Before the early-1900s almost no one in America brushed their teeth.
It wasn’t until advertising executive Claude Hopkins came along to pitch Pepsodent that this all changed. Hopkins had previously sold people on the idea of Schlitz beer, Palmolive soap, and Goodyear tires. Now he had a friend who wanted him to help get people to use minty paste to brush their teeth.
Because people began eating more sugary, processed foods, the state of dental hygiene had become so poor by World War I that the government considered it a national security risk since so many recruits had rotten teeth.
Hopkins initially passed on the project because so few people brushed their teeth but relented after receiving equity in the venture (incentives are a powerful drug). While perusing boring dental books he discovered a type of plaque on your teeth that feels like a thin film. He decided to create an ad campaign around the idea of removing that film.
Here’s what one of the ads looked like:
His ad campaign was wildly successful because it made people self-conscious about their appearance and offered a simple solution.
The toothpaste itself doesn’t do anything to help remove this film (you can do it with your finger or simply use a toothbrush with no toothpaste) but people bought into this idea because it offered positive reinforcement for a new habit.
Charle Duhigg recounts in his book, The Power of Habit, some of the lessons learned by Hopkins:
Before Pepsodent appeared, only 7 percent of Americans had a tube of toothpaste in their medicine cabinets. A decade after Hopkins’s ad campaign went nationwide, that number had jumped to 65 percent. By the end of World War II, the military downgraded concerns about recruits teeth because so many soldiers were brushing every day.
“I made for myself a million dollars on Pepsodent,” Hopkins wrote a few years after the product appeared on shelves. The key, he said, was that he had “learned the right human psychology.”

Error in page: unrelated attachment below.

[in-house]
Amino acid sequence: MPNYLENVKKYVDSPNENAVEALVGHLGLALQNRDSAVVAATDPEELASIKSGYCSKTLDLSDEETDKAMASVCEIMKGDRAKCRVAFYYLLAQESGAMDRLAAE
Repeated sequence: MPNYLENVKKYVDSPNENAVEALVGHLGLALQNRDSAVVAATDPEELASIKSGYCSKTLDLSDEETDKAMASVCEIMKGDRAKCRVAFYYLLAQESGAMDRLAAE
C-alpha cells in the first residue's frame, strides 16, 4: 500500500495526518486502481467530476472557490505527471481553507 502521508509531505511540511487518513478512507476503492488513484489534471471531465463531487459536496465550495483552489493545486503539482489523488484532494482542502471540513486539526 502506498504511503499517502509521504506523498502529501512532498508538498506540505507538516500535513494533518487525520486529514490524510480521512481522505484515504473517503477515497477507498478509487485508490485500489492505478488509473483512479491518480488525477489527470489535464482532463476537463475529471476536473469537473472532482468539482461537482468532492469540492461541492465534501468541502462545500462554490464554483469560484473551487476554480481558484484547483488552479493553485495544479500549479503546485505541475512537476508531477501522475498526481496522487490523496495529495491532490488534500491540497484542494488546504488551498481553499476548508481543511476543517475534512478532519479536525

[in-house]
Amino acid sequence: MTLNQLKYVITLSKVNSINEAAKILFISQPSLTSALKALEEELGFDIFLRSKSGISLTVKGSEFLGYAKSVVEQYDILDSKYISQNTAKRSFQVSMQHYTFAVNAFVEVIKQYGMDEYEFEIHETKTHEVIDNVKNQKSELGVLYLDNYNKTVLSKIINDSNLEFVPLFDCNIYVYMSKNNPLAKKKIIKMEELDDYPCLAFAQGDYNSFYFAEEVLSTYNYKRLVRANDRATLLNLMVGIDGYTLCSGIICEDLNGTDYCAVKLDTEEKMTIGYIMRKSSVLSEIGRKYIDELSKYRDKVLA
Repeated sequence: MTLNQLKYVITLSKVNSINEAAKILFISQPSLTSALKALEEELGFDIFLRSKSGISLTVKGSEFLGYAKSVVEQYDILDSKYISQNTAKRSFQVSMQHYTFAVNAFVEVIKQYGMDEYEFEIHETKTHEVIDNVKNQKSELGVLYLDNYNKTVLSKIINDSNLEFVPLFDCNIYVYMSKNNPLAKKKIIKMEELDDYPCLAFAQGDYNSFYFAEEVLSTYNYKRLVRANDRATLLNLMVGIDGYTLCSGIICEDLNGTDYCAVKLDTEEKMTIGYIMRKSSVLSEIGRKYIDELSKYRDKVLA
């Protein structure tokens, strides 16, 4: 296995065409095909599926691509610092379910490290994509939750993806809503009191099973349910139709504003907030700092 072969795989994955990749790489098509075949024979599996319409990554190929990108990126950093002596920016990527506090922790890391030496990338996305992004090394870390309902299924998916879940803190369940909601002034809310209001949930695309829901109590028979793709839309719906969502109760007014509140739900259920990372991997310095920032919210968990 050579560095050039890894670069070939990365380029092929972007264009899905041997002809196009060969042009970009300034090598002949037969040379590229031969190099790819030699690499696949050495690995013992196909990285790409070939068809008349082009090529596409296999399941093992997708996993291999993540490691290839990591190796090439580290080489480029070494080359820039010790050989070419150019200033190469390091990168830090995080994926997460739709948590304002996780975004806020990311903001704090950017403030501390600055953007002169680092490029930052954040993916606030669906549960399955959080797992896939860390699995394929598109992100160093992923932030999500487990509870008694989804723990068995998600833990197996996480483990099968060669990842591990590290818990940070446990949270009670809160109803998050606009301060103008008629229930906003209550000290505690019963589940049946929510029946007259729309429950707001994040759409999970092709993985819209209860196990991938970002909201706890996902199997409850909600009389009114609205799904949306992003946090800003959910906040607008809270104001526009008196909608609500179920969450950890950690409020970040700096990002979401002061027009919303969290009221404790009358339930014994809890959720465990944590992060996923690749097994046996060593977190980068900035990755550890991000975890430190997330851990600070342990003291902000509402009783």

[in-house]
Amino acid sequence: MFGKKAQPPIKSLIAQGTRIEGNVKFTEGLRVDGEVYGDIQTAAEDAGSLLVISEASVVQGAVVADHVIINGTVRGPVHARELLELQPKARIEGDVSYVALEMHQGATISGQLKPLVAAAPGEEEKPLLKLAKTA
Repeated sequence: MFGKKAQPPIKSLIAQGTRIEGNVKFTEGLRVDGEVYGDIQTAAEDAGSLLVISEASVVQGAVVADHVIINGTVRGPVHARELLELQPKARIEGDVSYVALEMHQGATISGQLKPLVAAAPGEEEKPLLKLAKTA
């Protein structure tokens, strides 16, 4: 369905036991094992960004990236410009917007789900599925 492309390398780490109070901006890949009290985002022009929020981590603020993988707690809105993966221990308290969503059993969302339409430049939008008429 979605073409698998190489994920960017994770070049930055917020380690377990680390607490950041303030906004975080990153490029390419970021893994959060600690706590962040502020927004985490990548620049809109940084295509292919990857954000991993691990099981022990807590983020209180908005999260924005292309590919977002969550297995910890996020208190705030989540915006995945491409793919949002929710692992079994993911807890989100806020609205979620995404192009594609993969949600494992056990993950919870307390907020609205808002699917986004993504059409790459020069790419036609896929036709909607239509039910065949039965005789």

It’s amazing how a simple shift in the narrative can have such a powerful impact on people’s behavior.
The advertising industry figured out the importance of human behavior long before behavioral economics took hold in the finance industry. It took me a long time to understand this concept but much of the wealth management industry really is a sales profession.
There was a slide floating around social media a couple years ago from start-up investor Bill Gurley that explains this nicely:
Gurley invests in the venture capital space where storytelling plays an enormous role because the companies they’re investing in are often immature. The LPs in a VC fund are completely blind to the potential companies that will fill the portfolio so the VCs are truly selling a narrative when fundraising.
The financial services industry is full of narratives that are sold to clients — past performance, educational background, investment process, differentiation from competitors, expertise, expected returns, etc.
Of course, it was much easier to rely exclusively on narratives in the past when we didn’t have handheld supercomputers in our pockets containing the sum of the world’s knowledge. Now we can call people out who don’t back up their narrative or sales pitch with actual results.